By MARY DEIBEL
Scripps Howard News Service
July 20, 2005
Roe v. Wade, the 1973 landmark decision that legalized abortion nationwide, is a case in point - and a case that will again be front and center in John Roberts' Senate confirmation hearings.
President Bush's choice of Roberts to replace the retiring Justice Sandra Day O'Connor won't change the fact that a majority of the court still supports abortion rights, although it may increasingly uphold regulations that limit the availability of abortions.
Roberts' abortion record is far from clear:
- As a Supreme Court advocate for the first President Bush in 1991, Roberts argued that "the court's conclusion in Roe that there is a fundamental right to an abortion ... finds no support in the text, structure or history of the Constitution."
- As a 2003 federal appeals court nominee, he assured senators that Roe v. Wade "is the settled law of the land. ... There is nothing in my personal views that would prevent me from fully and faithfully applying that precedent."
But as a Supreme Court justice, he would be free to overturn precedent on abortion, making the issue paramount for many senators and interest groups for and against his selection.
The current President Bush hadn't even announced Roberts' selection to succeed O'Connor before abortion-rights groups attacked him as "unsuitable," as NARAL Pro-Choice America President Nancy Keenan put it.
O'Connor, the justice at the center of a divided court on abortion and other social-values cases, set the legal standard that government can restrict abortion if those limits don't place an "undue burden" on a woman's abortion right.
But even the National Right to Life Committee has said "the Supreme Court would still have a pro-Roe majority" no matter the views of Bush's nominee to replace her.
The irony that abortion might stay legal and available, whomever Bush chose, wasn't lost on court watchers and others who have charted the issue's impact on the body politic since President Richard Nixon picked Harry Blackmun for a 1970 high-court vacancy.
Blackmun came recommended by his childhood friend from Minnesota, Warren Burger, Nixon's 1969 choice for chief justice. Burger assigned Blackmun to write two opinions in Roe v. Wade challenging a Texas statute that made it a crime to perform most abortions and a companion Georgia law. After all, Blackmun, a former counsel for the Mayo Clinic, understood medicine and the law.
Both rulings struck down state abortion bans and speeded social conservatives' migration into the Republican camp: By the time Ronald Reagan captured the presidency in 1980, running on an anti-abortion platform, court watchers expected Reagan appointees would spell Roe v. Wade's demise, but it wasn't to be.
O'Connor, Reagan's 1981 appointee, proved willing to let states do more to restrict abortion, and Antonin Scalia's selection in 1986 added a reliable anti-abortion vote.
Thus, by centrist Justice Lewis Powell's 1987 retirement, Roe v. Wade seemed very much at risk, prompting the pitched battle over Reagan nominee Robert Bork, a vocal critic of Roe and the constitutional "right to privacy" on which it is based.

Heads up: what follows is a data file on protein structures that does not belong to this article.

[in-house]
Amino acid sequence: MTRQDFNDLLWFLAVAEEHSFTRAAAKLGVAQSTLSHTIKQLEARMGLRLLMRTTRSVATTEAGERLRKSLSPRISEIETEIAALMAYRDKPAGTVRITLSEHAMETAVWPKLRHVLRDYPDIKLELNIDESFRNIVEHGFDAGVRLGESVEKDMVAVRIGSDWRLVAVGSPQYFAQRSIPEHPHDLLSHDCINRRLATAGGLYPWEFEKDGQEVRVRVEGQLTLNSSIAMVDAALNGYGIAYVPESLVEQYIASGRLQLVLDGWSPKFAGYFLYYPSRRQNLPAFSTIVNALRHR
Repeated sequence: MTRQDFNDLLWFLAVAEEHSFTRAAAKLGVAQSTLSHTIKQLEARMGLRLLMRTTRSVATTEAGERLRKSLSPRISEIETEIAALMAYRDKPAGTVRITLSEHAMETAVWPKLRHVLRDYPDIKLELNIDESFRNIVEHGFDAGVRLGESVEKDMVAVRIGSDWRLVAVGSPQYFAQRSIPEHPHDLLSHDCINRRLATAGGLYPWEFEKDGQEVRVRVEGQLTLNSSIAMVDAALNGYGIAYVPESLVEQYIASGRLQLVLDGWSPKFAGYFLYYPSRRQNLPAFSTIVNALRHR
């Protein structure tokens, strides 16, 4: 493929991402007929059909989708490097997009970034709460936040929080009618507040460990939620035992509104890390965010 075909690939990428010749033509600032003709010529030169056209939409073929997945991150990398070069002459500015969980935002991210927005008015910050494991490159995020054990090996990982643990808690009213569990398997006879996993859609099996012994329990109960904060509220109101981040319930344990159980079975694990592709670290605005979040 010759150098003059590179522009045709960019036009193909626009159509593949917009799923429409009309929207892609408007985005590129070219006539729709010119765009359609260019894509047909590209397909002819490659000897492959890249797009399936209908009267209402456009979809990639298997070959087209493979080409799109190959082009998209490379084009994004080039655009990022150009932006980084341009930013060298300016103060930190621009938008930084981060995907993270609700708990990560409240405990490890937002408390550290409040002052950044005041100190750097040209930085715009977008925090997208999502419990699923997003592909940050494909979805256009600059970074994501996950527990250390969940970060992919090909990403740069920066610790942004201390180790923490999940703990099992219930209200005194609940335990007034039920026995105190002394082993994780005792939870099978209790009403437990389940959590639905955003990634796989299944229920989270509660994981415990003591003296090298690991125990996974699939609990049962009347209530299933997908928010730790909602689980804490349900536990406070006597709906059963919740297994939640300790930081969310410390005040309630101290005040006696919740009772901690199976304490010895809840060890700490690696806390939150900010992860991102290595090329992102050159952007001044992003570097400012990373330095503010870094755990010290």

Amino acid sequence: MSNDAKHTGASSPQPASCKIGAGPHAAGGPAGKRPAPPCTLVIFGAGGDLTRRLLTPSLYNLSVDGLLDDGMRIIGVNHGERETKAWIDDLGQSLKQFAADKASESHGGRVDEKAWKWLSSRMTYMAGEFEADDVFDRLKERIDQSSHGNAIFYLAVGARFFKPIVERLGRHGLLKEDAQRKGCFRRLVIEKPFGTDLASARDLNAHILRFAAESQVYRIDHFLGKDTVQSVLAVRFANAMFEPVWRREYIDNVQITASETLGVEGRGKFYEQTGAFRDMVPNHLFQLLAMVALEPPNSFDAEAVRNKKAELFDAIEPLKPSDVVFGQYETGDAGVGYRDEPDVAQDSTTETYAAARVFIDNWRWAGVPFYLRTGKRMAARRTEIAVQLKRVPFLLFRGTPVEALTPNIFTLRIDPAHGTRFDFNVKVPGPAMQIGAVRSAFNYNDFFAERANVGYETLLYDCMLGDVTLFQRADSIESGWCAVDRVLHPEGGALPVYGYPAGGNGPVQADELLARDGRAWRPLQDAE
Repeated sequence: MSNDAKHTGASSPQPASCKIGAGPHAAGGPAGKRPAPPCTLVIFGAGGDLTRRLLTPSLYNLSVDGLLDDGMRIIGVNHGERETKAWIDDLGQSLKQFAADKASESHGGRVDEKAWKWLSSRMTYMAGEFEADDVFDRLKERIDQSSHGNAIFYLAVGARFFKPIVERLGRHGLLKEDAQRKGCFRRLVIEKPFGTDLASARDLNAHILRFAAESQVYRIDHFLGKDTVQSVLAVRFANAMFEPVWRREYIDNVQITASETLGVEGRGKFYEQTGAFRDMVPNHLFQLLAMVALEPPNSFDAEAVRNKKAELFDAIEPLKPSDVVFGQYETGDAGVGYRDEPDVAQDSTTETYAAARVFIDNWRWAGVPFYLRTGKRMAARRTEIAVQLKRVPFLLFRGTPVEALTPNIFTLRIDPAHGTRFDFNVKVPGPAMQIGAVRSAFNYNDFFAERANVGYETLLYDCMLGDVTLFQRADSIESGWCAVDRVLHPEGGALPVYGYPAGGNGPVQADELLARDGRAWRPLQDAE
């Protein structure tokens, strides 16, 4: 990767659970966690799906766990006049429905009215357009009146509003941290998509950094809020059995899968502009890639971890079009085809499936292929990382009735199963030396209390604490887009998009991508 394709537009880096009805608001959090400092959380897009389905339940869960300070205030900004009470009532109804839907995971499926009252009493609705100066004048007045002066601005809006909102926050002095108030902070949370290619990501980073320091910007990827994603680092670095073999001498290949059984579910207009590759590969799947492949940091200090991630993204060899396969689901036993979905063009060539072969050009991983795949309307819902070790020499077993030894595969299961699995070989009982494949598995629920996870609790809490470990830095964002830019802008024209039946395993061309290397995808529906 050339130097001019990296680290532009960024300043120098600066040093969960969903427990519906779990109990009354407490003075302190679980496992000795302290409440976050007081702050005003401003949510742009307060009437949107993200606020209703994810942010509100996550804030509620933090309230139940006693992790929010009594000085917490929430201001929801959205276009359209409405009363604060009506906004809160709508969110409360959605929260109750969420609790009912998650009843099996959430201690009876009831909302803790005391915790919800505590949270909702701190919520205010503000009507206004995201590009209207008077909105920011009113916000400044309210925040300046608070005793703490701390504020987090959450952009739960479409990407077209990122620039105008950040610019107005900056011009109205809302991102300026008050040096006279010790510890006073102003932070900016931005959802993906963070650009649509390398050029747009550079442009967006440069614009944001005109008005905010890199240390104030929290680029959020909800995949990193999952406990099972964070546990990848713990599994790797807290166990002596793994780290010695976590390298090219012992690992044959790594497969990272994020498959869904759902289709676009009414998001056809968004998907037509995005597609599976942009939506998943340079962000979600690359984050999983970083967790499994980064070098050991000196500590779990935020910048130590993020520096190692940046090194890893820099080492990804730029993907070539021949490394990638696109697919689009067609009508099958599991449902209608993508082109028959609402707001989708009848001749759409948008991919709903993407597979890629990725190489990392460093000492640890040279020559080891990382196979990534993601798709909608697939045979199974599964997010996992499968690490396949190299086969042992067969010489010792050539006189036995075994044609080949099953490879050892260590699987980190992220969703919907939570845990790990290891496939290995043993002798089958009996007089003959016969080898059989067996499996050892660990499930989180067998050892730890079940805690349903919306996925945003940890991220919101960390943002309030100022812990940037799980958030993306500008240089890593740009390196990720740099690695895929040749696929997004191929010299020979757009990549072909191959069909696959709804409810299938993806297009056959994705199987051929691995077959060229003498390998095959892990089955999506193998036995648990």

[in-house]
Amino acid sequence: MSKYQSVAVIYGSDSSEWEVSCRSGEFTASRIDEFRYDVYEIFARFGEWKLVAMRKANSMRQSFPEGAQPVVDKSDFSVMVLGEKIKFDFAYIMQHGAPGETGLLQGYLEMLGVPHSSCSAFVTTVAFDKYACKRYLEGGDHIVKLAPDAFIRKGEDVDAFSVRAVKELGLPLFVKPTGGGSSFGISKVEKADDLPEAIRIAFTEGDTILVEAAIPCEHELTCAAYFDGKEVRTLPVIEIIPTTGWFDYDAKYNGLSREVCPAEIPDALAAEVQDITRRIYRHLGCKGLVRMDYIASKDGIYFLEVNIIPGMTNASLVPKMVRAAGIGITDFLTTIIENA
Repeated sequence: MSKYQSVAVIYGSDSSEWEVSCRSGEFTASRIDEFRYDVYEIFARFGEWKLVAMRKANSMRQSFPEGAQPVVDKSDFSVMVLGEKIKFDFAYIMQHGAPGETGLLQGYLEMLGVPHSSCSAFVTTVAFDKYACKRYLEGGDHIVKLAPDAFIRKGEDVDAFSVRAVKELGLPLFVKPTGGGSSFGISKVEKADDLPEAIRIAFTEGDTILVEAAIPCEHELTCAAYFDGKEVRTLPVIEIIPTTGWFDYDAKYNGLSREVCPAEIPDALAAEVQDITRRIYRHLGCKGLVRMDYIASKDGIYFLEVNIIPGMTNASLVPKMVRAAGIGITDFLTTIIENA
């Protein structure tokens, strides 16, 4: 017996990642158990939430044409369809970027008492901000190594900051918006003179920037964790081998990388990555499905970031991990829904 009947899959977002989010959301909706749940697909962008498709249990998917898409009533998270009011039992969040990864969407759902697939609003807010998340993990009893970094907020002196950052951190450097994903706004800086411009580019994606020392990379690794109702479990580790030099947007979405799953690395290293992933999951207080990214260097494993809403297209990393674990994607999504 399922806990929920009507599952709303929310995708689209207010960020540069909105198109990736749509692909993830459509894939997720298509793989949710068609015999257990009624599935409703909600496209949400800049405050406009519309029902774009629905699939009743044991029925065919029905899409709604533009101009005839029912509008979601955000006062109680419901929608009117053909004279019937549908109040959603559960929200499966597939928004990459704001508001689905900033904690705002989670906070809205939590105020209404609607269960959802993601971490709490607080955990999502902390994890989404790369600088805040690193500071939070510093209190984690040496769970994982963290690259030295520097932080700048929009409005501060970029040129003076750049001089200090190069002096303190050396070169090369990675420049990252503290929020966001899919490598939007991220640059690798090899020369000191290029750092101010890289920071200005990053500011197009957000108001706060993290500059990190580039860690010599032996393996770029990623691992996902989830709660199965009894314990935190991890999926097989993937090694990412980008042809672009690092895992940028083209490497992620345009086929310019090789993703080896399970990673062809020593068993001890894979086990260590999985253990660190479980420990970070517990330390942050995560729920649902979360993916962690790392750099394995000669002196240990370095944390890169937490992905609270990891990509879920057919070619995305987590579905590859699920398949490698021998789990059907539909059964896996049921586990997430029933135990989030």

The Senate failed to confirm Bork, but Reagan's selection of Anthony Kennedy instead still seemed to solidify the conservative majority, and with the elder Bush's 1990 choice of David Souter, Roe v. Wade again seemed doomed.
But O'Connor, Kennedy and Souter joined in 1992 to declare Roe v. Wade settled precedent. Two other Republicans, Blackmun and the Gerald Ford-appointed John Paul Stevens, gave Roe a five-member majority that year, and the group scored a net gain of one when Bill Clinton appointees Ruth Bader Ginsburg and Stephen Breyer arrived.
The lack of a Supreme Court vacancy since Breyer's confirmation 11 years ago hasn't prevented heightened cultural tension over abortion and other "culture of life" issues on which George W. Bush campaigned.
Assuming Roberts is confirmed, he and the Supreme Court will confront abortion this fall, when the justices hear New Hampshire's bid to reinstate its parental-notice law for minors seeking abortions. One of 43 states with similar rules, New Hampshire's was struck down in lower courts for not including a health exception for mothers.
Also working its way to the Supreme Court is the federal ban on so-called partial-birth abortion. That was invalidated by lower courts for violating a 5-4 Supreme Court ruling in 2000 that voided Nebraska's ban on late-term abortions for not excepting a woman's health.
The justices also will hear a Bush "culture of life" lawsuit challenging Oregon's "right to die" law legalizing assisted suicide for terminal patients.
And the raft of new laws guarantee to keep the court busy, whether it's rules requiring longer abortion waiting periods; mandates that abortions be performed in hospitals, not clinics; protections for pharmacists who cite conscience in refusing to fill birth-control prescriptions, or parental-consent requirements for contraception.
Court scholar David Garrow, author of "Liberty and Sexuality: The Right to Privacy and the Making of Roe v. Wade," said a reconstituted Supreme Court could make it tougher to challenge government restrictions on abortion, contraception and the like and may give government new flexibility in defining what is an "undue burden" on a woman's right.
With such latitude, Garrow said, the fate of Roe v. Wade could be increasingly moot.
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